For a list of those who have given consent of copyright, please click here.

Despite our best efforts, we have been unable to make contact with all copyright holders and we are still seeking to make contact with those listed here.

We also have a take-down policy for situations where a copyright holder who we have not been able to trace or make contact with comes forward and requests that material in their copyright is removed from the site. If you believe you are a copyright holder and don’t believe you have received any of our permission requests, please email us at churchillarchiverights@bloomsbury.com.-
Does this in any way that I do not perceive shield them from copyright claims in a way that I could emulate? Is it really the case that Bloomsbury is just taking an active risk of a lawsuit in the belief no-one would bother going beyond C&D? If the latter is the case, do you informally consider this a wise behaviour and something I could perhaps feel safe in copying? (I am aware you are not my lawyer and this is not legal advice).
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Re: At what point does access constitute publication?

Post by AndyJ »

Hi ck,

In the copyright sense, publication is generally defined as issuing copies of a work to the public in a way that satisfies the reasonable requirements of that public. Breaking that down, issuing a single copy would not amount to publication and making the original work available for the public to view in a glass case in museum would also not be publication. The requirement to satisfy the public's requirements is trickier. If the 'public' who wish to have access to the letters you hold consist of a few dozen people and you allow any or all them to access your scanned copies, that would meet the satisfaction requirement, even though the greater public would not necessarily have been granted access. Contrast this with the situation in which advance copies of a book are sent to reviewers before the book is issued more generally to the public; that does not constitute publication because it does not meet the satisfaction standard. Similarly, if an author circulates the contents of a manuscript to a close circle of friends under an implied obligation of confidence (as occurred in the Prince Charles case of 2006) that also does not amount to publcaition. From this you can see that private letters fall into a special category, in that in most cases they are not written with the intention that they will ever be published. This actually goes back to the old, pre-1911, concept of common law copyright which viewed any work as the incorporeal property of its author over which he had the right to decide whether or not to publish. It was his private property with the overtone of being confidential in nature. This led to the situation where an unpublished work was protected by perpetual copyright, until an authorised* publication occurred. Thus anyone who broke that confidence by making the work available without the owner's permission was guilty of a tort similar to breach of confidence. On the other hand if the author chose to publish the work he was deemded to have given up all such rights. The first modern copyright act in 1911 did away with the common law copyright and replaced it with the statutory rights which we recognise today. However until the 1988 Copyright Designs and Patents Act 1988, the old common law copyright still applied to works created before 1912 (ie when the 1911 Act came into force). It was not until the 1988 Act that all works by an author, whether published or unpublished, came to be given the same term of protection based on the author's life plus an number of years after his or her death. A special provision was made for the unpublished pre-1912 works whereby they would come out of copyright fifty years after the Act came into force. The fifty years was later changed to seventy years, which is where the 2039 date comes from.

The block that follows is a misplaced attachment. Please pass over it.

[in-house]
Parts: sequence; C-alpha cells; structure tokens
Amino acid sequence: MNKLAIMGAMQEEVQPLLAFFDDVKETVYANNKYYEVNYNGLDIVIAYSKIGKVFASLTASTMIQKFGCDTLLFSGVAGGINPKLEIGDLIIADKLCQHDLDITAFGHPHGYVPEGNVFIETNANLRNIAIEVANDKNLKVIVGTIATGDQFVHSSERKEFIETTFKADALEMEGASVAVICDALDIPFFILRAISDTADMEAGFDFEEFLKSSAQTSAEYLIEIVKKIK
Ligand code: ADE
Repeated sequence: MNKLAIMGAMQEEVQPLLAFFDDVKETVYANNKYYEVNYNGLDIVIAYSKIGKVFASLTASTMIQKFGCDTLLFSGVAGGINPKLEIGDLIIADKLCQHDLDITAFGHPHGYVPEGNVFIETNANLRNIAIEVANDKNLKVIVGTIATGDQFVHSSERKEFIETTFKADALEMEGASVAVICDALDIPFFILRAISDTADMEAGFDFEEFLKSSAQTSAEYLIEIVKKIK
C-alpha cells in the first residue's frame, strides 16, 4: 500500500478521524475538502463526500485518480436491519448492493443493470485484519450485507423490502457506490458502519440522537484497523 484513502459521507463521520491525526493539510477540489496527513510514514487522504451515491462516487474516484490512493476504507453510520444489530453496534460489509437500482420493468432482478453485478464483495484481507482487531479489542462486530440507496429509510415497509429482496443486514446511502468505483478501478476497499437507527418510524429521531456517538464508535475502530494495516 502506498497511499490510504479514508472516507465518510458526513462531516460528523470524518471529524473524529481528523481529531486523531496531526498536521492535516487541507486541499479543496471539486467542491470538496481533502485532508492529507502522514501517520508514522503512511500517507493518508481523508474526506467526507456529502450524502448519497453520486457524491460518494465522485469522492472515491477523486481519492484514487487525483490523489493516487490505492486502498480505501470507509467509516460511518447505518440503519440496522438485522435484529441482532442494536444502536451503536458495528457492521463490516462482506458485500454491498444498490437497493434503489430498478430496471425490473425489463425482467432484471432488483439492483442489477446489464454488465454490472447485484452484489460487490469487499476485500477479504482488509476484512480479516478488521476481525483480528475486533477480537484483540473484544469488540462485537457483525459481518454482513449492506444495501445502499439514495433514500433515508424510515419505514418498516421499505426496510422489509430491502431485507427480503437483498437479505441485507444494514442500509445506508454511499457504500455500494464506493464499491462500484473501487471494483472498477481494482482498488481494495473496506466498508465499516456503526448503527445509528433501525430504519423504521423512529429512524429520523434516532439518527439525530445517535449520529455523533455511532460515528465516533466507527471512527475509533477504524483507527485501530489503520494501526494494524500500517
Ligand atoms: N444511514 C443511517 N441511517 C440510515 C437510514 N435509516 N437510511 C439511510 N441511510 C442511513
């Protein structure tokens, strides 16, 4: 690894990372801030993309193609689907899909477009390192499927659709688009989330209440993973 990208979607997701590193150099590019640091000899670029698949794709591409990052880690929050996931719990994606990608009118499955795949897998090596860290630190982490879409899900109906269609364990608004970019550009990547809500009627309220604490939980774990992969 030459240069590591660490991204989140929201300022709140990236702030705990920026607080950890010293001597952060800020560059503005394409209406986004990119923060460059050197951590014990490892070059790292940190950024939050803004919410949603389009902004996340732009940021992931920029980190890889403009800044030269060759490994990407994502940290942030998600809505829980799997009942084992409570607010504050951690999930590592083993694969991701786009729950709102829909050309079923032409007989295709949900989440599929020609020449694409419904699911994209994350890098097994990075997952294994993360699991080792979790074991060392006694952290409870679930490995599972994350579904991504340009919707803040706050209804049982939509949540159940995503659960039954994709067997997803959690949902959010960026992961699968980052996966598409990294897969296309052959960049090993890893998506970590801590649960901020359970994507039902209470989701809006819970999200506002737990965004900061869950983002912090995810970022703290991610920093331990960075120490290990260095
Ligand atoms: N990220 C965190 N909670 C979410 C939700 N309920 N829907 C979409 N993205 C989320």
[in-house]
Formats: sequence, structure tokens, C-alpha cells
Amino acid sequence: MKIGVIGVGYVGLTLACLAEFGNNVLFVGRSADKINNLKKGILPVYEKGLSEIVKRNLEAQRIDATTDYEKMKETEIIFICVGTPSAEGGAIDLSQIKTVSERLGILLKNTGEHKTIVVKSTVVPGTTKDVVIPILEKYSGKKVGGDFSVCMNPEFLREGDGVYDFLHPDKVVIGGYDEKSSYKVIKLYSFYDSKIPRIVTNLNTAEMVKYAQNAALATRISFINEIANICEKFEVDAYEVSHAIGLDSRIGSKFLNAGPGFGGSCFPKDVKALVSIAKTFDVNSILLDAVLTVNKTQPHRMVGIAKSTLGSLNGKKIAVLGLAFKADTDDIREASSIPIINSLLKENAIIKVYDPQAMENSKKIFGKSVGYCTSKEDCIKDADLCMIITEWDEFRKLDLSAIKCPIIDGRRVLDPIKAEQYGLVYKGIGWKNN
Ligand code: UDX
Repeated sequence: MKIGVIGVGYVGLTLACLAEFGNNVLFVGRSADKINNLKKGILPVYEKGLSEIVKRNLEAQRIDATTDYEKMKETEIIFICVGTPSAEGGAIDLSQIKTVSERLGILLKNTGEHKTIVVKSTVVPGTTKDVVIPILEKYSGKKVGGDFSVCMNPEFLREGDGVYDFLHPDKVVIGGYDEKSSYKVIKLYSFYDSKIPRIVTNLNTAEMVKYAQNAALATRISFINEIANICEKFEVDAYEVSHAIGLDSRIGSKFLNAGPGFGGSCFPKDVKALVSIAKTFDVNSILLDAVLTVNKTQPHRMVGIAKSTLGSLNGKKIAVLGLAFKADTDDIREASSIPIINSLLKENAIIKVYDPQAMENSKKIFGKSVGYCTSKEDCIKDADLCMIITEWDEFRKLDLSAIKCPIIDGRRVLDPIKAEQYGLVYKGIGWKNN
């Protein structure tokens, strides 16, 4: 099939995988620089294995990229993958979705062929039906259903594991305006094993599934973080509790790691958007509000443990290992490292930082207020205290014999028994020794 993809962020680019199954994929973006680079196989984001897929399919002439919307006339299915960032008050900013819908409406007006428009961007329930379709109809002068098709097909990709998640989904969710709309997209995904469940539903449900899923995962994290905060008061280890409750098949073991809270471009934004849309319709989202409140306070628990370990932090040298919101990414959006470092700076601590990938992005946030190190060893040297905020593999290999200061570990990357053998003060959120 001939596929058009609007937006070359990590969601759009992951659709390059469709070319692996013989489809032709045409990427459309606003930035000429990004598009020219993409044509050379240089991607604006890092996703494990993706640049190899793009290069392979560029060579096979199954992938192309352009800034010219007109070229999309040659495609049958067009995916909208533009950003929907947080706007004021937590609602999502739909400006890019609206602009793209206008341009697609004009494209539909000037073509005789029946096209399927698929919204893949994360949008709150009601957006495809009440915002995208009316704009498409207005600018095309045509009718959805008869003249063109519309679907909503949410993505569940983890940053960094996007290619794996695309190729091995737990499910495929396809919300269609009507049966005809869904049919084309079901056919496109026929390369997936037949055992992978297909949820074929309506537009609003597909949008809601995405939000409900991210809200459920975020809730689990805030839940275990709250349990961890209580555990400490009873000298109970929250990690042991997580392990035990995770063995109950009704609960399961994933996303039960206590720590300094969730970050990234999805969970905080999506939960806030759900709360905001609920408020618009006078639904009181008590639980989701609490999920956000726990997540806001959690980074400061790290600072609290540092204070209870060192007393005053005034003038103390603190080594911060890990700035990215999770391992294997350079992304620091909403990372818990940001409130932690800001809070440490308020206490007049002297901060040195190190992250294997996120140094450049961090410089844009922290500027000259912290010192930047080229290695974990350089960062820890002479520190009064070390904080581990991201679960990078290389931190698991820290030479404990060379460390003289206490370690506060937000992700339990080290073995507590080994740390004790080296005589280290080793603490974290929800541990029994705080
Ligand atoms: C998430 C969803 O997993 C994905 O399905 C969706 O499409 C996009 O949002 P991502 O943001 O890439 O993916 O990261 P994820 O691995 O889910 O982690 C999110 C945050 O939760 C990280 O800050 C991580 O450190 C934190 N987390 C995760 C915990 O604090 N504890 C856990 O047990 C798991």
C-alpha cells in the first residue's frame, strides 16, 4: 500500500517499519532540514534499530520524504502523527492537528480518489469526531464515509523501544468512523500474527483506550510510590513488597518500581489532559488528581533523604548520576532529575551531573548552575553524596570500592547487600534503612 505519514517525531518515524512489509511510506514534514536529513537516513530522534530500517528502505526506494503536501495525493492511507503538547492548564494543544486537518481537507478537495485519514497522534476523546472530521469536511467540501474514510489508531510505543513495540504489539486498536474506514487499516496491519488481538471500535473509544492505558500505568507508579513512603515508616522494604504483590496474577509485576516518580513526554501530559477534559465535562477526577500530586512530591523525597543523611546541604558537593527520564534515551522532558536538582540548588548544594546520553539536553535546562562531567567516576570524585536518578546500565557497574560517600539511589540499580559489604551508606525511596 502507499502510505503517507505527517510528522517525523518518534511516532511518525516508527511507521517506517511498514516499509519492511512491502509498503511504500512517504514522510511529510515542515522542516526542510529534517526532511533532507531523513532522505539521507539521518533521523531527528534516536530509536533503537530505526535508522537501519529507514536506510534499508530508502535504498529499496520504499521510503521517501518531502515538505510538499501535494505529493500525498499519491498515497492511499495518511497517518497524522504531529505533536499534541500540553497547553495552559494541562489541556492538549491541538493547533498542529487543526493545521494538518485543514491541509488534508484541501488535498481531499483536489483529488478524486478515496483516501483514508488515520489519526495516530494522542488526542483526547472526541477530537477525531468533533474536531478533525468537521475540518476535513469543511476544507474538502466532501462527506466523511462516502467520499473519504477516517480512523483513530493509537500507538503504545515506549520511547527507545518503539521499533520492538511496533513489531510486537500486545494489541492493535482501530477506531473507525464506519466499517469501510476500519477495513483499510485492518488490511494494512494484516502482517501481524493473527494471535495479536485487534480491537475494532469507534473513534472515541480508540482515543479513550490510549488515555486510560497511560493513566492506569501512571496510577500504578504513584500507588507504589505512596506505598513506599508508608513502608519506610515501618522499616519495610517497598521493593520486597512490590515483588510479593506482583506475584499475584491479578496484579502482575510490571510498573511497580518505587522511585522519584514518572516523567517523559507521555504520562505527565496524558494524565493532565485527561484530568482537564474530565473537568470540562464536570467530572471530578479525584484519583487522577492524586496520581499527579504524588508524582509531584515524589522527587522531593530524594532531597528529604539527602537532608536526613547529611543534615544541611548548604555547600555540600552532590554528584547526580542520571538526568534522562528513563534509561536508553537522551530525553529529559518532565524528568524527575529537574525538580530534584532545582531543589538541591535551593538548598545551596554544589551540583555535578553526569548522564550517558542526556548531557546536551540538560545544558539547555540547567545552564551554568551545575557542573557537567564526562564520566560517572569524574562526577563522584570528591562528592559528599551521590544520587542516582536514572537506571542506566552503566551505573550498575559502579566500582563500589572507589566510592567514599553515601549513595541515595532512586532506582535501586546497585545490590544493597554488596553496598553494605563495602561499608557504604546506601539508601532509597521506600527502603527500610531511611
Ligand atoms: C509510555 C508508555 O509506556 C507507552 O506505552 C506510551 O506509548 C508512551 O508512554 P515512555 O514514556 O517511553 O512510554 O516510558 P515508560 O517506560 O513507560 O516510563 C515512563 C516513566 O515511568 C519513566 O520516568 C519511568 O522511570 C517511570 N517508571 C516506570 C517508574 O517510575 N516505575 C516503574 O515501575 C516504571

Your next point concerned whether a subscription via Patreon could be seen as giving general access to your full archive and thus would not amount to commercial publication of the specific letters. I don't think this argument would work. It is similar to how the incidental inclusion exception works; if someone deliberately includes a copyright work in a film or a video which they could have edited out or ensured was not in shot before starting the shoot, that does not qualify as incidental inclusion. So in your case you would need to take steps to isolate the copyright works from being accessed by the public who otherwise had access to your archive via a Patreon subscription.

Turning to the Churchill College Archive, they are able to take advantage of the EU Directive on orphan works because they fall within the definition of an institution which has special authority to deal with orphan works:
... publicly accessible libraries, educational establishments and museums, as well as by archives, film or audio heritage institutions and public-service broadcasting organisations, established in the Member States, in order to achieve aims related to their public-interest missions.
(Article 1 of the EU Directive 2012/29 on certain permitted uses of orphan works)